Thank you. Our next question comes from Blake Fernandez from Howard Weil. Please go ahead.

Blake Fernandez - Howard Weil

Thanks. Good morning. My first question is on the reserve adds. So I was thinking you could maybe give us some color around the regions or the areas where the bulk of those adds came? And I guess specifically what I am trying to dig around on this Eagle Ford. I wonder if that could be an impact of DD&A coming down into next year as you book more reserve there? Thanks?

Lee Tillman

Yeah. Well certainly, we’ll have a lot more color on reserve adds as we complete our year-end processes on reserve booking. But clearly the resource plays will have an element of those adds. And you’re right we state as we continue to migrate reserves in the Eagle Ford into the proved category, it will have a net effect of reducing our DD&A rate. So that certainly is an objective that we have.

Blake Fernandez - Howard Weil

Okay. The second question I had for you is on buyback. Have been, it looks like you’re going to commence the second tranche in fourth quarter. I am just trying to see how we should think about moving into ‘14. Is there any appetite to extent the program, I don’t even recall, would that fully exhaust your authorization?

Lee Tillman

Well, no it won’t fully exhaust our authorization we will still have authorization under the original Board authorization. It is our intent of course to complete the second half of the buyback as you are aware from our release. We completed the first half, the $14 million shares. The second half we’d certainly link to driving towards financial close on Angola Block 31 which we still anticipate to be towards the end of the year.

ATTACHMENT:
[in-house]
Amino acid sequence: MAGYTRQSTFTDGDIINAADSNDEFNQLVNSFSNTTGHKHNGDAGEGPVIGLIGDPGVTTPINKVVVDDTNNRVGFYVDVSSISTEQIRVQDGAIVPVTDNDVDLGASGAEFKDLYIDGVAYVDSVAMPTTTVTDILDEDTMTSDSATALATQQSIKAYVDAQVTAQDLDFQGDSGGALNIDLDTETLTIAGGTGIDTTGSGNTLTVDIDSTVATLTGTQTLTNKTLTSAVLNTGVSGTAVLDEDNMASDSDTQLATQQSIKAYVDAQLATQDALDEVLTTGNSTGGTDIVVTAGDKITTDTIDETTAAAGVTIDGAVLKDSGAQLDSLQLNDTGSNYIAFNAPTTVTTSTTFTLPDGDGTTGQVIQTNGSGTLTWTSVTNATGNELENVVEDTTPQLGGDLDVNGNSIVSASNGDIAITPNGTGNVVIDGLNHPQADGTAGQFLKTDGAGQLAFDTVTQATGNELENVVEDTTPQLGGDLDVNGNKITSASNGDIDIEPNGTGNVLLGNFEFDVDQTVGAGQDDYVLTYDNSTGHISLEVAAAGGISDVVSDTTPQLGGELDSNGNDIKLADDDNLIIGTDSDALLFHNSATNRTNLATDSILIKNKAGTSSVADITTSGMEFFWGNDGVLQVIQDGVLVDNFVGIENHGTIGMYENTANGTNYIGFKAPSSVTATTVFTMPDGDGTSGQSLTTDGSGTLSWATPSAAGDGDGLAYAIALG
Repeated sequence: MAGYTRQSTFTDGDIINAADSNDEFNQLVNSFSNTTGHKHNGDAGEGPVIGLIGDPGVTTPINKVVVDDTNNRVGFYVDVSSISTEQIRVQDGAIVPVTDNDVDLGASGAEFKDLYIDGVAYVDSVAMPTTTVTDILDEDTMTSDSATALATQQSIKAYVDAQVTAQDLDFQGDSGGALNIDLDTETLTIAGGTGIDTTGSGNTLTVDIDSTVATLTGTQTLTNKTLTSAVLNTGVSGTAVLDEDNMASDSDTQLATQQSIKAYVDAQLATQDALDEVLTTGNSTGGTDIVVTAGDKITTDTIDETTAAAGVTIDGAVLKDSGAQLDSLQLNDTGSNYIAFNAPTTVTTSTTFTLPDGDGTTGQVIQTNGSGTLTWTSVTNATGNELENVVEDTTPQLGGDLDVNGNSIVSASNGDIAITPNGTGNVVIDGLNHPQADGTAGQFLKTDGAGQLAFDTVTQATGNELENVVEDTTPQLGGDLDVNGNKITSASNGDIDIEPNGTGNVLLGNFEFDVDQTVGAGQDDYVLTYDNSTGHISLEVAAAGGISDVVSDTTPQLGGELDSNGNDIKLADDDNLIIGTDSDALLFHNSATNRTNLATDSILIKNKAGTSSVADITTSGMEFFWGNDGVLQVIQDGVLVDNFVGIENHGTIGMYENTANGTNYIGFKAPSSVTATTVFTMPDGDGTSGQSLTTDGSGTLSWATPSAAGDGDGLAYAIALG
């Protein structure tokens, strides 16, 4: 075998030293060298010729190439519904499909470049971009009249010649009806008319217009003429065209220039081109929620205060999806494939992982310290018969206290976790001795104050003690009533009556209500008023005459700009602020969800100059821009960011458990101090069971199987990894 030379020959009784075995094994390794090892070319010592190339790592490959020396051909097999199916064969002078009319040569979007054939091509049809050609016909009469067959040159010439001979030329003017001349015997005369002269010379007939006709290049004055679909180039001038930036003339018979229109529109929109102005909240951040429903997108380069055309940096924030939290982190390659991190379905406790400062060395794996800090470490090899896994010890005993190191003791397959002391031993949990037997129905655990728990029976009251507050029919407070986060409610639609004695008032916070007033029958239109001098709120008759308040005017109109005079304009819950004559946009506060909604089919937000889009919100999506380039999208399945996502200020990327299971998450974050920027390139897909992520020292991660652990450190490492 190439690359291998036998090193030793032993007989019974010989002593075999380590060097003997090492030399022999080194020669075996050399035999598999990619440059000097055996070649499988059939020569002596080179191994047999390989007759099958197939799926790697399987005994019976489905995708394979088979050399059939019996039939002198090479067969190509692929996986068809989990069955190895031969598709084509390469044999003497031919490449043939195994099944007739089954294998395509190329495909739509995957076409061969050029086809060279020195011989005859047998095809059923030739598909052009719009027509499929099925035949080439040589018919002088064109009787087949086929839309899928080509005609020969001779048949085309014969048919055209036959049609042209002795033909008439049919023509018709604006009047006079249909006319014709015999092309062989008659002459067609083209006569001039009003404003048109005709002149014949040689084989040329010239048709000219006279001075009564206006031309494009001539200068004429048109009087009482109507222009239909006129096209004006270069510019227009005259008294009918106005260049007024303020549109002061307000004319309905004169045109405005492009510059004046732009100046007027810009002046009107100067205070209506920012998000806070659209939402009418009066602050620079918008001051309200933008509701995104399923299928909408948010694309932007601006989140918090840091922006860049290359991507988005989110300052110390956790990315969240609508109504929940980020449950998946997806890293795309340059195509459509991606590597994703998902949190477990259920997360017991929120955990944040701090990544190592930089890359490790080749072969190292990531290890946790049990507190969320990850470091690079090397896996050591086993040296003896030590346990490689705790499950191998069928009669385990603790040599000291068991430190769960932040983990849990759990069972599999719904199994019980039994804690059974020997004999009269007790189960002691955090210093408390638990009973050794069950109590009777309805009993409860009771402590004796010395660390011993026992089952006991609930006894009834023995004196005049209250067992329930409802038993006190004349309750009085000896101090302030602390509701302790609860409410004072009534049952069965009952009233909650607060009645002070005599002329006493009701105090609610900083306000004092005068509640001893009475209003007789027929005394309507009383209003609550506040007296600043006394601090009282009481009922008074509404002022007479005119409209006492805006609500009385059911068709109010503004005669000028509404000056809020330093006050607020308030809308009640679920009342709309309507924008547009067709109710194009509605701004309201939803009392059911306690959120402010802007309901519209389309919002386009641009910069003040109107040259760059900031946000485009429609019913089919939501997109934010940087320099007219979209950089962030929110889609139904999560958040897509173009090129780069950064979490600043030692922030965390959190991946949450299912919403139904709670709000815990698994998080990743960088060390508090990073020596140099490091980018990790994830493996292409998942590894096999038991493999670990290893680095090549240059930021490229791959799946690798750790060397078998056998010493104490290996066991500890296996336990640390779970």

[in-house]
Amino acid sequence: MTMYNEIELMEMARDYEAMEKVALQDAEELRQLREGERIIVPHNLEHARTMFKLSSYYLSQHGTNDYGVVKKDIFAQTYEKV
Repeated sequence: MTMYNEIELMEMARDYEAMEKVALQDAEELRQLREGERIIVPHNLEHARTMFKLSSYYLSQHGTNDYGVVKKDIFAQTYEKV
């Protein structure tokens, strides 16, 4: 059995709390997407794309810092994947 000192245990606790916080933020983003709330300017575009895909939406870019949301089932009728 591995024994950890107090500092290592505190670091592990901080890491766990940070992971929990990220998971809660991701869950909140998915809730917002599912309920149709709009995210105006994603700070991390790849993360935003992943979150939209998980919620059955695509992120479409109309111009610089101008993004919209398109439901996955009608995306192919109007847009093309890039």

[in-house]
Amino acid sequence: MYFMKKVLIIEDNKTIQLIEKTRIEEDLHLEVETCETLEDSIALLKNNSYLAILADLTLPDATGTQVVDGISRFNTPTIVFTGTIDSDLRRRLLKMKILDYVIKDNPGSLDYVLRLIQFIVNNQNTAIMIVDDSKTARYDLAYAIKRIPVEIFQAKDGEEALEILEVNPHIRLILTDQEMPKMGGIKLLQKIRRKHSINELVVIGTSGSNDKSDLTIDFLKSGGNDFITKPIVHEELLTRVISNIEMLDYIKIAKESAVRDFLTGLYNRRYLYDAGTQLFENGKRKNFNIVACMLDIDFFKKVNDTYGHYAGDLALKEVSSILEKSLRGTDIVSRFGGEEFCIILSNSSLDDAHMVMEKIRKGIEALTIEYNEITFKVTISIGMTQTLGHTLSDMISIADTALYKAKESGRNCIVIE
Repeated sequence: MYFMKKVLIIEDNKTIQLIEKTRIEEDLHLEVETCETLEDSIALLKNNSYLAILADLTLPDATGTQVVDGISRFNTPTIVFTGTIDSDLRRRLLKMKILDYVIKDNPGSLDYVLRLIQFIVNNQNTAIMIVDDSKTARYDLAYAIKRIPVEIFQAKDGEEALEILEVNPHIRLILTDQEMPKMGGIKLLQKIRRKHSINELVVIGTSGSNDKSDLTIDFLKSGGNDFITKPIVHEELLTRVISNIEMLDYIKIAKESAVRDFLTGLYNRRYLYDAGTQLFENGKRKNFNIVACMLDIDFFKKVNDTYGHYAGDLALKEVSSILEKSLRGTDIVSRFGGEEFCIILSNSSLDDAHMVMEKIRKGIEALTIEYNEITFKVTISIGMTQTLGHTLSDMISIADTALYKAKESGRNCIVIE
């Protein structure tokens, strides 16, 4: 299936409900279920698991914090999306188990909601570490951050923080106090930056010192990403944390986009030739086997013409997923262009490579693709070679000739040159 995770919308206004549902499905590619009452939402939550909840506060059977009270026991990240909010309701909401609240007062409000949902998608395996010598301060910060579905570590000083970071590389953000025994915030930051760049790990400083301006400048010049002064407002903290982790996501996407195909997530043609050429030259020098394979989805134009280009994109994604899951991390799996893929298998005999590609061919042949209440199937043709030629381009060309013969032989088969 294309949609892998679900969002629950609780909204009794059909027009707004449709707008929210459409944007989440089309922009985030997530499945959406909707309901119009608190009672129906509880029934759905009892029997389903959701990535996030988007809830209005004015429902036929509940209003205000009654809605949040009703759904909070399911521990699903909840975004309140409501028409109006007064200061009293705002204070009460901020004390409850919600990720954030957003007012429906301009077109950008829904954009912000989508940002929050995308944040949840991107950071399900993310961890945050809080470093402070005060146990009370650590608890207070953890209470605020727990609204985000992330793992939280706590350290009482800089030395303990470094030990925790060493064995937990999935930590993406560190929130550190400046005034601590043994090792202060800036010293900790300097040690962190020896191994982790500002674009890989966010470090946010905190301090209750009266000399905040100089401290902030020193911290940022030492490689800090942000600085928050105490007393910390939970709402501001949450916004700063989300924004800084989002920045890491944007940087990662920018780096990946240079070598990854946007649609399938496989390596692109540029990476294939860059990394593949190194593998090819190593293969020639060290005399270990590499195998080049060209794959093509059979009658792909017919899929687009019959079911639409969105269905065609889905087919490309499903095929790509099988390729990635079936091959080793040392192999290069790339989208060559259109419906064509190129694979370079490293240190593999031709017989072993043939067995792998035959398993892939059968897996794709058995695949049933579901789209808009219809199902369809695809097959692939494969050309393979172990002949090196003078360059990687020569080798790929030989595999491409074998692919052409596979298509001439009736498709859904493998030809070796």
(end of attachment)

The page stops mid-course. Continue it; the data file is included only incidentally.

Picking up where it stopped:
In terms of how we view repurchase moving forward, I view it as a capital allocation decision. It will, first and foremost, we look to invest organically in our business and that certainly what we’ll be talking about at the December 11th analyst meeting. Then we will consider things, we certainly work hard at our dividend wanting that to be predictable in the future, stock repurchase is certainly a lever that we have, but I view it is more of an opportunistic lever that we may use in the future. And then finally we also have the option of course to strengthen our balance sheet.

Blake Fernandez - Howard Weil

Okay. Thank you, Lee. I appreciate it.

Lee Tillman

You bet.

Operator

Thank you. Our next question comes from Doug Leggate from Bank of America. Please go ahead.

Doug Leggate - Bank of America

Thanks. Good morning, Lee. I’ve got a couple of if I may. So first of all in Norway [deploy] whole cost you mentioned, so my understanding is that exploration is kind of key to further how I express this et cetera, there is key to what the Norway remains, a long-term portfolio even though, obviously I’ve been there a few months, but can you just give us an [outlook] to feel as to how you feel about those core assets given the high decline that you’re facing there and I’ve got a follow-up?

Lee Tillman